has come and gone.

In the denial from AMC they mentioned the SSA records were reviewed and considered.

Since they are two separate entities and two separate injuries/illnesses, the SSA in this case

would have no bearing.

I think the AMC didn't receive the updated medrecs otherwise they would have granted his

claim. I'm not a Rater, I don't work for the VA and I don't read minds. I do know everything

about this claim as it stands and it's rock solid. They are just being butts about it and

probably hoping we don't push it further. I will definetly take it to the ends of the earth,

I might have to with the VA...but I'm ready to rock and roll.

Any thoughts are much appreciated.

VetsLady

Edited by VetsLady

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Thanks John....I can see where an impact could be made from one to the other.

Husband will never be able to do the occupation he did - you need strength in the

shoulders to do it. You need a clear mind. Cognitive thinking process. Energy.

Yes, the disability claimed with SSA was to last more than one year and will actually

last the remainder of his lifetime. He is already receiving Medicare as the 2 year mark

has come and gone.

In the denial from AMC they mentioned the SSA records were reviewed and considered.

Since they are two separate entities and two separate injuries/illnesses, the SSA in this case

would have no bearing.

I think the AMC didn't receive the updated medrecs otherwise they would have granted his

claim. I'm not a Rater, I don't work for the VA and I don't read minds. I do know everything

about this claim as it stands and it's rock solid. They are just being butts about it and

probably hoping we don't push it further. I will definetly take it to the ends of the earth,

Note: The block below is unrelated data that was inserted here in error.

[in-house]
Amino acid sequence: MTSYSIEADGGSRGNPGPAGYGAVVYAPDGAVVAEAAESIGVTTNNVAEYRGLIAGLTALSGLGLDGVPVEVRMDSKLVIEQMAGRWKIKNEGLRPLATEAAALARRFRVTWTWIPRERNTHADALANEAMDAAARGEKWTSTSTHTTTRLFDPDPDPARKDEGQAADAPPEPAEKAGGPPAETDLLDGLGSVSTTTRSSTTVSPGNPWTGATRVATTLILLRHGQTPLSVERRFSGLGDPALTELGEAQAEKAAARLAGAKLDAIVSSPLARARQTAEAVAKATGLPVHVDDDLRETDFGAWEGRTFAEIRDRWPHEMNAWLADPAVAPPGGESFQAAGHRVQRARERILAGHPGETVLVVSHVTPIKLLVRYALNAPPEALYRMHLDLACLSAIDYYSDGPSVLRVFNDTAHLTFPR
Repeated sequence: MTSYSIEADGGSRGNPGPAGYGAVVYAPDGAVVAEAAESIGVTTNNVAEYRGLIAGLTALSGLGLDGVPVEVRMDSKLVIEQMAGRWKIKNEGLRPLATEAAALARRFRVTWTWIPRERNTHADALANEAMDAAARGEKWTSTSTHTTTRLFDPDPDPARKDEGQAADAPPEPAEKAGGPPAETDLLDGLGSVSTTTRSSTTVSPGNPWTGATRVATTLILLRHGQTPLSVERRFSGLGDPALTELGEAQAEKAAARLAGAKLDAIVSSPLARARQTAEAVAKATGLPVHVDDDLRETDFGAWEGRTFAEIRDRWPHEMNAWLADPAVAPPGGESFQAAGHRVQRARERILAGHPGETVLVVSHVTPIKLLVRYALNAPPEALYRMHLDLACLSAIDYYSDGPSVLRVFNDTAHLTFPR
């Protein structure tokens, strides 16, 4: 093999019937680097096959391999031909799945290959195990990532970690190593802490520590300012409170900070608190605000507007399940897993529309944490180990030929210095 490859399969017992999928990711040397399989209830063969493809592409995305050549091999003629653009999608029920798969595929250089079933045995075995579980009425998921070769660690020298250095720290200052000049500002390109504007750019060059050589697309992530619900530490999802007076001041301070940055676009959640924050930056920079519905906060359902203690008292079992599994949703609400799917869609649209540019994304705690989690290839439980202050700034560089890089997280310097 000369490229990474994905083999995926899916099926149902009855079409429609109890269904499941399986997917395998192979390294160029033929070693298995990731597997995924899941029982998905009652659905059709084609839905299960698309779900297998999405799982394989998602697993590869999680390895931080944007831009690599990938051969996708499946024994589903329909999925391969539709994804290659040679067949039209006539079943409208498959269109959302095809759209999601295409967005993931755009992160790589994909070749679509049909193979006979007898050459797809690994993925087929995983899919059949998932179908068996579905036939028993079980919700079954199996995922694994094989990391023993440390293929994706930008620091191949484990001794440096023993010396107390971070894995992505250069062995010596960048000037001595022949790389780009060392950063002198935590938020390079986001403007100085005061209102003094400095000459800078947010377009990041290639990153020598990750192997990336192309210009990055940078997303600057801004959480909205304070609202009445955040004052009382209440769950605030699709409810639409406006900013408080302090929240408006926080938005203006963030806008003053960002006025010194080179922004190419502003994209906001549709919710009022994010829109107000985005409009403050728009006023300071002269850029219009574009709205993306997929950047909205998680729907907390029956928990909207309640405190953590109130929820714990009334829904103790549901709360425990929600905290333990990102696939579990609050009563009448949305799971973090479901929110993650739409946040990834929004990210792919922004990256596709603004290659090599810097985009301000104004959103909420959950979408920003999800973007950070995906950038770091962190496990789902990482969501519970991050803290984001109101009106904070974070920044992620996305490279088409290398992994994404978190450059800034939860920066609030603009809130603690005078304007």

I might have to with the VA...but I'm ready to rock and roll.

Any thoughts are much appreciated.

VetsLady

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I filed a claim for service connected disability back in 1998 for multiple symptoms incuding cervical dystonia, headaches, muscle/joint pain and low back pain. I was denied at the RO and appealed to the Board. They denied my claim for cervical dystoina indicaitng the disability ocurred after separation and ruled the headache severity was not substantial enough to warrant a service connection. However, they approved my claim for low back pain and I got a 10% disability. I realize there is a presumptive disability time period for gulf war vets and requested to re-open my claim for cervical dystonia, headaches, muscle/joint pain and fatigue. I did provide new evidence and went for a gulf war registry examination. I am just wondring are there any other vets with dystonia it appears there is a strong correlation with dystoina and exposure to toxins such as petroleum and oil

I have been of work for 7months due to the constant neck pain and neck spasms. I had to got the VAMC and got some releief from Botox injections but its wearing off and I am now being referred to PMR.

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here's the deal with social security and the va ....38 cfr 3.201...exchange of information with the ssa...there is a presuption that when one applies for ssdi, one applies for all current disabilities....regardless of whether or not you are already SC'd for a particular disability with the VA....then when the VA examines the ssa records....they notice that you didn't include in your application for benefits the SC condition...so therefore the SC condition is not as disabling as you you are claiming it is otherwise you would have listed it...its va logic, but in a way it makes sense because proof of an already accepted disabling condition can help prove either your ssdi claim or your claim for VA comp...

so for the record...in the future, anyone applying for ssdi should include their already rated VA comp conditions....because when you then later apply for an increase...the VA will conclude that the SC condition is not so severe as to rate an increase because you didn't list it as one of your disabling conditions when applying for ssdi...

you may....and many often do, receive both ssdi and va comp for the same condition...and are therefore intertwined...

its always a good idea when you are applying for ssdi, to list all of your disabling conditions because you may not be considerd disabled merely due to a particular condition...but when conditions A,B, and C are considered....that presents an entirely different picture and may prove that when conditions A,B and C are considered relatively and in conjunction with each other that you are actually disabled....

just my 'umble opinion...but it certainly seems logical....

"All that is necessary for the triumph of evil... is that good men do nothing." (Edmund Burke)